Win xp keeps resetting the Network Adapter

Joseph Salazar
Joseph Salazar used Ask the Experts™
on
I have a Dell Computer with integrated nic card.
It keeps resetting it's self with the network.

When I boot into safe-mode with networking I can browse all day with no issues????

I have done the following:

1)  Reset Adapter
2)  Removed adapter and rebooted thus re-installing Driver
3)  Downloaded and Re-installed the driver.
4)  Replaced Network Cable
5)  Tested Port on router with my laptop....No issues
6)  Installed new Network Card.... Wow !!!  Same issue????
7)  Attempted to install USB wireless adapter.....Same Thing?????
8)  Disabled Lan adapter  same issue with wireless????
9)  Reset Ip Stack

Wow I'm running out of Brain Cells here.

Please help....

Cjoego
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Have you tried turning off power management for device?
Open up propertis of network adapter then on power managemnt tab uncheck
allow the computer to turn off this device to save power.
You don't specify enough info about the PC... Just the brand!...

The fact that it works in safe mode but not in regular mode narrows it down a bit...

I would check:
1) Make sure all drivers are up to date & current
2) Make sure BIOS is up to date & current
3) Verify a good firewall & A/V program
4) If using either McAfee or Norton, immediately uninstall and go back to item 3) above!

Commented:
try running it in normal mode with your antivirus programs off.  If this solves the problem, either reconfigure the AV to not interfere with the NIC functionality, or replace the AV.
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Hi,

Few suggestions:

1. did you try this http://support.microsoft.com/kb/299357  ?
2. did you try "netsh reset winsock" ?
3. what happens if try logging in with a diffrent user, if the problem still there?

if you did all the above, won't it be easier to backup and reinstall the OS  from Dell recovery cd ?

Commented:
Internet or network problem could be because of  adware, spyware, virus, worm, trojan horse, etc. try following..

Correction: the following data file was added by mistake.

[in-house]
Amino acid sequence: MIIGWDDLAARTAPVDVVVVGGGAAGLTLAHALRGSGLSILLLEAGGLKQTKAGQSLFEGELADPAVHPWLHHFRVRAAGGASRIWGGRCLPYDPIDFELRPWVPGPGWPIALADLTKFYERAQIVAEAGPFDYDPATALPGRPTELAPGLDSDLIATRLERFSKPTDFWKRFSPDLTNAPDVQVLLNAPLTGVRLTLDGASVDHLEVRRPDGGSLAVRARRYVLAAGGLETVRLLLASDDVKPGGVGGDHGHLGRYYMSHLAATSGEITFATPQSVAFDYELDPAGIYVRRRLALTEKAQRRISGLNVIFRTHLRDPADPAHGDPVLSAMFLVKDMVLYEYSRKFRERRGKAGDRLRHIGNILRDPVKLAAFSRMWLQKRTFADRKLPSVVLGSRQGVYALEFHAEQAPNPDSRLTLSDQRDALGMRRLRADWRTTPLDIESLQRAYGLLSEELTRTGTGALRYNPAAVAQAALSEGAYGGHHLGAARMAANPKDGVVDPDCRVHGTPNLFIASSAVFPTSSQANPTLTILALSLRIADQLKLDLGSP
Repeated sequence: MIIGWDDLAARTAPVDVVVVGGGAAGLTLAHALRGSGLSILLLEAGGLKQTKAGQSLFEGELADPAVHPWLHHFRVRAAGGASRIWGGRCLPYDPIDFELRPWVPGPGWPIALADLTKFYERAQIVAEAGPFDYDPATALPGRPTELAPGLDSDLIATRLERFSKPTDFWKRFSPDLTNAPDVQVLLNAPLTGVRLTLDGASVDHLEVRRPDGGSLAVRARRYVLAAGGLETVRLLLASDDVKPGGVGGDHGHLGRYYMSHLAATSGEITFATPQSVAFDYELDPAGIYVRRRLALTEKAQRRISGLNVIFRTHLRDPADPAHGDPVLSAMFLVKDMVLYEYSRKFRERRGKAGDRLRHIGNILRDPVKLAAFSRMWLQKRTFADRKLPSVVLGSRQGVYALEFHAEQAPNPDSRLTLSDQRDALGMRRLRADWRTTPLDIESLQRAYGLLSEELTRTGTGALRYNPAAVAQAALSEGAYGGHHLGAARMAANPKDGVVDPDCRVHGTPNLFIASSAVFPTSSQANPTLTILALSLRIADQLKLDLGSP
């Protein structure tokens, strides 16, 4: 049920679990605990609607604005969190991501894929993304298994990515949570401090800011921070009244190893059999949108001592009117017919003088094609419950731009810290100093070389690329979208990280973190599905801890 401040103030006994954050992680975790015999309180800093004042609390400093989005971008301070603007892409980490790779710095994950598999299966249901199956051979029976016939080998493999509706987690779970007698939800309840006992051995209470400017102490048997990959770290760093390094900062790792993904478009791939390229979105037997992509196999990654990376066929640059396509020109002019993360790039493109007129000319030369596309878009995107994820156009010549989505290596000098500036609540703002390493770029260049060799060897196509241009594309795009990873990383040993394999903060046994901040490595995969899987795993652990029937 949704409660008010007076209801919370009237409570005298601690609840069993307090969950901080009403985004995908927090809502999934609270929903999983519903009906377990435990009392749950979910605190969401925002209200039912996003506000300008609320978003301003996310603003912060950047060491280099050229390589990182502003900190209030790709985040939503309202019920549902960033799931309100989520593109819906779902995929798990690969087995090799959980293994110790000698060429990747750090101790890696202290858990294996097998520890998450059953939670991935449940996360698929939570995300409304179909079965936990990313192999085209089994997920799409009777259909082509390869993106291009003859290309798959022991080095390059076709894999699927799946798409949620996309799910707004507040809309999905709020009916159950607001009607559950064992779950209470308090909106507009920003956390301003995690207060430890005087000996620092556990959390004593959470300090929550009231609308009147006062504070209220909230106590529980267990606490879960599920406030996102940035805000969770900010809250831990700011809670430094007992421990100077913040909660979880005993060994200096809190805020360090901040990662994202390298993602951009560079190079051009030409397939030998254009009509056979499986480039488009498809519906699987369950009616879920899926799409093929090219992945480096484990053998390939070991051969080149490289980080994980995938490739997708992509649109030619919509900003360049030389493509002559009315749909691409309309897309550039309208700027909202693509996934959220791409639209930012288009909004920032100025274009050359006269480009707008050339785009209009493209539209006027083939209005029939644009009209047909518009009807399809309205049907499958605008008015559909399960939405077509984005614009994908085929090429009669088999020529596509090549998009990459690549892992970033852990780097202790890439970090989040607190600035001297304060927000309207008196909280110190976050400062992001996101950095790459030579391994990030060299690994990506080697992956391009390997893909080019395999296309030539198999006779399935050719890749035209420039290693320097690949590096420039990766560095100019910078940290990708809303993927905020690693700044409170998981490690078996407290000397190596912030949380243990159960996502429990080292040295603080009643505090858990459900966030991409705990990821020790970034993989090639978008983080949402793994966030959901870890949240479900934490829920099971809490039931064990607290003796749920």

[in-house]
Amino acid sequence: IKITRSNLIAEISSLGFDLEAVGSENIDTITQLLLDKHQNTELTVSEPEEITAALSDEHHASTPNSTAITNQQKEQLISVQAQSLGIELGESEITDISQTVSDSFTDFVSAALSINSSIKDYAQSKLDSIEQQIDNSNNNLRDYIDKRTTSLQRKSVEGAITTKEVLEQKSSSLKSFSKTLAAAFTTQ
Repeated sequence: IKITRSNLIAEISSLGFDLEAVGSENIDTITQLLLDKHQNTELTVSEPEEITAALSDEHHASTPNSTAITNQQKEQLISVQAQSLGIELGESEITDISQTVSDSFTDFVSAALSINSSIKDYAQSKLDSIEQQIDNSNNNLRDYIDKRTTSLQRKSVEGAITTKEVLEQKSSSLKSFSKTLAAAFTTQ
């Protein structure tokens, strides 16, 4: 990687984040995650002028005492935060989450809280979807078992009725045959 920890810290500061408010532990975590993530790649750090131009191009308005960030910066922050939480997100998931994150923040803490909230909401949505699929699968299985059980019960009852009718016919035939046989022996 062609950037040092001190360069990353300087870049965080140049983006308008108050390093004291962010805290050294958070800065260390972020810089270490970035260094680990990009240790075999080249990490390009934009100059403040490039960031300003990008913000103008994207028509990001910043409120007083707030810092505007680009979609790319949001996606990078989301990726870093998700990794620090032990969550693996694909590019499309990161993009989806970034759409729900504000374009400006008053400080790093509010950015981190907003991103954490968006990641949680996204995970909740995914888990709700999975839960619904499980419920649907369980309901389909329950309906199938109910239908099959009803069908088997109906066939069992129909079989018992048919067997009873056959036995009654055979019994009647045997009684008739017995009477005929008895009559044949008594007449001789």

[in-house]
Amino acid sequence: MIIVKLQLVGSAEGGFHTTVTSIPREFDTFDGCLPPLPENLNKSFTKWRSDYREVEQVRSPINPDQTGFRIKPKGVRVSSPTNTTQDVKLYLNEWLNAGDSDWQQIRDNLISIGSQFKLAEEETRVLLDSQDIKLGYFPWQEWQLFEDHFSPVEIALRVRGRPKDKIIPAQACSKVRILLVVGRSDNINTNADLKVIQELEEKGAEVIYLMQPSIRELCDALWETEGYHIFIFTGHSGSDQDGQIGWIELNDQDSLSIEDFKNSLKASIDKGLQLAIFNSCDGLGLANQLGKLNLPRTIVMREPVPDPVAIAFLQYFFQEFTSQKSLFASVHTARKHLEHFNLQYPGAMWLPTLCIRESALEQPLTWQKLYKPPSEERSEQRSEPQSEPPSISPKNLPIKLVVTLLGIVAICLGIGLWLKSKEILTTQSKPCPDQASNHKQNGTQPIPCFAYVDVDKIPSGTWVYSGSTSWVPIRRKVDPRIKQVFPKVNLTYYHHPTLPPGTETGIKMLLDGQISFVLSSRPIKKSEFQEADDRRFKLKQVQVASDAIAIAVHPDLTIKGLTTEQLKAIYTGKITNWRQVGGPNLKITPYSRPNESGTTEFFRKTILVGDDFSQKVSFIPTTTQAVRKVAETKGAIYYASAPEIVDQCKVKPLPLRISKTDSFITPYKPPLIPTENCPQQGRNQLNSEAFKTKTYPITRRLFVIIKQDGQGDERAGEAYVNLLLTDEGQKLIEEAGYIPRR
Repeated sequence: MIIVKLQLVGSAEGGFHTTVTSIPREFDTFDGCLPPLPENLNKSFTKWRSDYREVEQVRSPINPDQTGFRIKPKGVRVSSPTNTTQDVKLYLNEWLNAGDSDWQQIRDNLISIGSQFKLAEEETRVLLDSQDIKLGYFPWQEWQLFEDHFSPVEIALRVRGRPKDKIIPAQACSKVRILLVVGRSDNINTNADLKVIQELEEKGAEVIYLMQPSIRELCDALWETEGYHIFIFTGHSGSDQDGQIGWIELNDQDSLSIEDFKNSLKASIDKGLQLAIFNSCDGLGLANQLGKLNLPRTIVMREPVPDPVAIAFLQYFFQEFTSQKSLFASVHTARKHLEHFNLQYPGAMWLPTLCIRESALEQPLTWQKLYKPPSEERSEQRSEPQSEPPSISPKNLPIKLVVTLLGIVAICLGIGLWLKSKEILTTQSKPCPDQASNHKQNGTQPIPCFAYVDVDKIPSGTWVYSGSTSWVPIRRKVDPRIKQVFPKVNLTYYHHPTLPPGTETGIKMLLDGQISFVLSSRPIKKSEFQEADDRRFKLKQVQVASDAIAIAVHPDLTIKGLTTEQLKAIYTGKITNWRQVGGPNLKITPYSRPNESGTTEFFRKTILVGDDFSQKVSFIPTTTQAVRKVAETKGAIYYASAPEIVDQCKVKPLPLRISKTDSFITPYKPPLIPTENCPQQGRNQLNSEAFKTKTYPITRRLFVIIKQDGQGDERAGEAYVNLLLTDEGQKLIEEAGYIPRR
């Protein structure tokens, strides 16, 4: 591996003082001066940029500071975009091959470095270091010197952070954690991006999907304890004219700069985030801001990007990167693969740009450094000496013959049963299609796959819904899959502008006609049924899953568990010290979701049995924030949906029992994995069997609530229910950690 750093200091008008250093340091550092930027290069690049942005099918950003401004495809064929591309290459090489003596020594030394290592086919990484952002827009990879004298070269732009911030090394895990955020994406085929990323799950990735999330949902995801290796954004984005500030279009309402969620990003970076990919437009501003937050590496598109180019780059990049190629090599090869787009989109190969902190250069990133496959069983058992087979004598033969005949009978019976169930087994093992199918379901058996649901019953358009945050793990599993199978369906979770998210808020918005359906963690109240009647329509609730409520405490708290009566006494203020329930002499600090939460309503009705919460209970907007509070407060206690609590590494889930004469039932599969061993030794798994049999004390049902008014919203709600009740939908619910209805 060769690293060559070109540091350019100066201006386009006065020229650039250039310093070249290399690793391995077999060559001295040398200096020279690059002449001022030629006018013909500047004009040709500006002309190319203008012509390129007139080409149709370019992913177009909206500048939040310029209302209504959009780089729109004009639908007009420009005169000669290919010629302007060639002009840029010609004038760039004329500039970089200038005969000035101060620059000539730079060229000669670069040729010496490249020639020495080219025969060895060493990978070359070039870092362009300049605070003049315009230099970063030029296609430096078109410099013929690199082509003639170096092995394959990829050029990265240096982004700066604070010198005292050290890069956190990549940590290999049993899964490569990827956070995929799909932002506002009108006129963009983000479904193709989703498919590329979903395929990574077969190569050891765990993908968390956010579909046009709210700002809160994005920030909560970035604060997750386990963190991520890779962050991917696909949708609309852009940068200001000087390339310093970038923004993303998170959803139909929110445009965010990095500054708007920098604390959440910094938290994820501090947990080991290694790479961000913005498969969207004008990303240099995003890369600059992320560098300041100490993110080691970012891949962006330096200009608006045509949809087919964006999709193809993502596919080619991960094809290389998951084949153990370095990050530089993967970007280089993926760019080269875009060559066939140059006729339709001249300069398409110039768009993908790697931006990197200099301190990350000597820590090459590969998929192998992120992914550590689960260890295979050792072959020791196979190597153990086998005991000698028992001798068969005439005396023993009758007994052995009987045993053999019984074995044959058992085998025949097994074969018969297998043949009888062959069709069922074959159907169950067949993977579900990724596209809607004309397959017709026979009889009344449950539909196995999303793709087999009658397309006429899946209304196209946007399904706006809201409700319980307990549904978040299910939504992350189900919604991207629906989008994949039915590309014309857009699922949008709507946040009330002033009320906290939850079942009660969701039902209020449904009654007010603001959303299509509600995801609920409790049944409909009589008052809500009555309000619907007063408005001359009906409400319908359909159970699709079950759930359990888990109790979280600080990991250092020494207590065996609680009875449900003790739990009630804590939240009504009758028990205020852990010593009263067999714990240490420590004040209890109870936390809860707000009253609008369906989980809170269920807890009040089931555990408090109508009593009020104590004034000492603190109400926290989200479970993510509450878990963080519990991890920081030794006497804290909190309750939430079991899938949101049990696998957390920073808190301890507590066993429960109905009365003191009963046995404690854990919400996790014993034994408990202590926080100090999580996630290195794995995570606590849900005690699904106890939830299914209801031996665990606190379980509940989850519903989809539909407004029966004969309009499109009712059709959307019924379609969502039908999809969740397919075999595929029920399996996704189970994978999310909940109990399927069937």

Run Winsockfix program to reset winsock catalog.

Follow the instruction
http://www.home-network-help.com/netsh-winsock.html
Dave BaldwinFixer of Problems
Most Valuable Expert 2014

Commented:
"resetting it's self" doesn't mean anything to me.  What specific things are wrong when this happens?
Try totally uninstalling the driver from your computer.

First, download the latest driver for the adapter so you have it on hand.

http://support.dell.com/support/downloads/index.aspx?c=us&cs=04&l=en&s=bsd
is as close as I can get you, since all you told us is it's a Dell.

To fully uninstall all instances of the driver, follow this procedure
Click Start->Run, cmd [Enter]
In the cmd.exe command window that opens, run
SET DEVMGR_SHOW_NONPRESENT_DEVICES=1
Leave that window open, but minimize it.


Click Start->Run, devmgmt.msc [Enter]
expand Network adapters and note the adapters present.
Click View and select Show hidden devices.

Without the variable made in the first part of the procedure, all that shows is missing non-Plug & Play devices; adding the environment variable makes it show ghosted Plug & Play devices, also.

Right-click on the wired adapter and choose Uninstall (the current instance will be a slightly bolder type/icon; if any other instances of the adapter exist, the icon/type will be a lighter color... that's where the 'ghosted' name comes from).

Click Yes/Continue, if prompted.
When that's done, repeat the Uninstall step on any ghosted instances of the adapter, too.
Depending on how many there are, it could take quite a while since it will let you uninstall only one-at-a-time.
The ghosted instances also have a driver associated with them, and who knows what version they are (if you have upgraded the driver previously, there could be numerous versions mixed together)... windows won't actually remove the driver[s] as long as those ghosted instances still exist.

Do not reboot, do not scan for changes.

OK out of Device Manager, close the cmd.exe window.

Run the installation file for the newest driver.
When that completes successfully, reboot and try connecting again.
If there are no ghosted instances of the adapter, or uninstalling them doesn't solve the problem, do
Start->Run, ncpa.cpl [Enter]
Right-click the Local Area Connection and choose Properties.
UNcheck the Microsoft TCP/IP version 6 protocol binding.

IPv6 in XP NIC Properties
OK out and see if the wired adapter connects and gets an address then.

You should be able to watch the connection attempts real-time from the Network Connections window that's already open... select the Local Area Connection and look in the lower-left corner of that window.
Joseph SalazarVice President - Senior IT Consultant

Author

Commented:
Norton 360 was culprit,  I removed malware from machine hoping it would repair.
Uninstalled the Corrupted 360 and computer ran like a champ.

cjoego

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